As part of my series about “5 Things I Wish Someone Told Me Before I Started Leading a Cannabis Business” I had the pleasure of interviewing Cain Castor, the CEO of Good People, a full-service cannabis marketing agency. Cain has worked with numerous brands from startup to legendary market movers including Bhang Chocolates, FloraCal Farms, Origin House, and nuvata.
Thank you so much for doing this with us! Can you share with us the story about what brought you to this specific career path?
Long story short I graduated from Penn State in 2017 with a degree in finance. I always knew I wanted to start a business, but like most young people, I just didn’t know what I wanted to do, what I liked, or what I was good at. After working in project management for Fiserv in Philadelphia, I knew it wasn’t for me. I started freelancing on the side and eventually got laid off when a private equity firm bought our branch and laid off 1/3rd of the staff.
I started my agency with no set niche or plan. After failing to penetrate any market segment, I took a jump and we went full cannabis. I took a job at Origin House to learn the cannabis industry from the inside and worked on my agency on the side. After learning the processes, I took the leap and started running the agency full-time.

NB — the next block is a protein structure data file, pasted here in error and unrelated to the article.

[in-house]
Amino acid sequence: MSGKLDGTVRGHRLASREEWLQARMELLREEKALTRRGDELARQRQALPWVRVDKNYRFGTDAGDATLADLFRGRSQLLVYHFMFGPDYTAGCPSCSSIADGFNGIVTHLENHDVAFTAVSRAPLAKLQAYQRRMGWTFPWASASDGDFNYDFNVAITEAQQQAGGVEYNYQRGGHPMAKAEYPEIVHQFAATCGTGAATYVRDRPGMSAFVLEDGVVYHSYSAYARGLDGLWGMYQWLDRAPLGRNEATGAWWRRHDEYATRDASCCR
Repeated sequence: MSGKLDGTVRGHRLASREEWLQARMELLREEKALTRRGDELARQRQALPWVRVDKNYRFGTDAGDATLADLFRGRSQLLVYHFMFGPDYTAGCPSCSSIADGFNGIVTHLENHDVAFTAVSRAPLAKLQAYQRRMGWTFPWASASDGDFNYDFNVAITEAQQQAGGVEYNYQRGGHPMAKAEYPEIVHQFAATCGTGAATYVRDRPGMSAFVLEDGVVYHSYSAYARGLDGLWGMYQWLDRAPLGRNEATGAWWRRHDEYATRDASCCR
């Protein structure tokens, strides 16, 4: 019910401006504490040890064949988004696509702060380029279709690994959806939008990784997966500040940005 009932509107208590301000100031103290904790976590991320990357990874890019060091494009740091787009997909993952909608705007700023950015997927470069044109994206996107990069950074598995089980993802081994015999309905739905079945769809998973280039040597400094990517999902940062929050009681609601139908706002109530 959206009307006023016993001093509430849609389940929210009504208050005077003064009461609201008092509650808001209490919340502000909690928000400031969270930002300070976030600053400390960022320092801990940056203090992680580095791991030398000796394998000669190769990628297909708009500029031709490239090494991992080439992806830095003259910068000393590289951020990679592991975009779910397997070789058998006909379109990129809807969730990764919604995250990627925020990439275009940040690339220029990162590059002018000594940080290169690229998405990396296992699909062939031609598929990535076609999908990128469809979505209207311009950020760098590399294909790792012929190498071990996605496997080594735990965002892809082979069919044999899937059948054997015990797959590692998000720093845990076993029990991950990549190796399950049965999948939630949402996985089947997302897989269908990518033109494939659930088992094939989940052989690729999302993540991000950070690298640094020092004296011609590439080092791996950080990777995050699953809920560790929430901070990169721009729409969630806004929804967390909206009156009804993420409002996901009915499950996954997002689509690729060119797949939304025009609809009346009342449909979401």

Within 2 weeks of relaunching into cannabis, we broke $15,000 in sales and are currently on pace for a 6 figure year.
Can you share the most interesting story that happened to you since you began leading your company?
When our team was creating our go-to-market strategy, our co-founder swore by Instagram to land cannabis clients. I thought he was absolutely crazy but I trusted his judgment because he has a knack for these things. He spent weeks developing the social media calendar for all platforms, all while I was focusing on the blog content and sales funnel.
Within 4 posts on Instagram, we had generated numerous leads and landed a large client. Moral of the story: Trust your team.
Can you share a story about the funniest mistake you made when you were first starting? Can you tell us what lesson you learned from that?
Puerto Rico had just gone medical and our team was absolutely set on diving into the market and becoming the first agency to take on their brands. If you check out our Instagram page, you can see 3 of our initial posts are in English & in Spanish. Our only issue is we didn’t have anyone in P.R. to take meetings and close deals. We spent a large portion of time logging leads and doing direct outreach before we realized that P.R. just wasn’t ready as a market.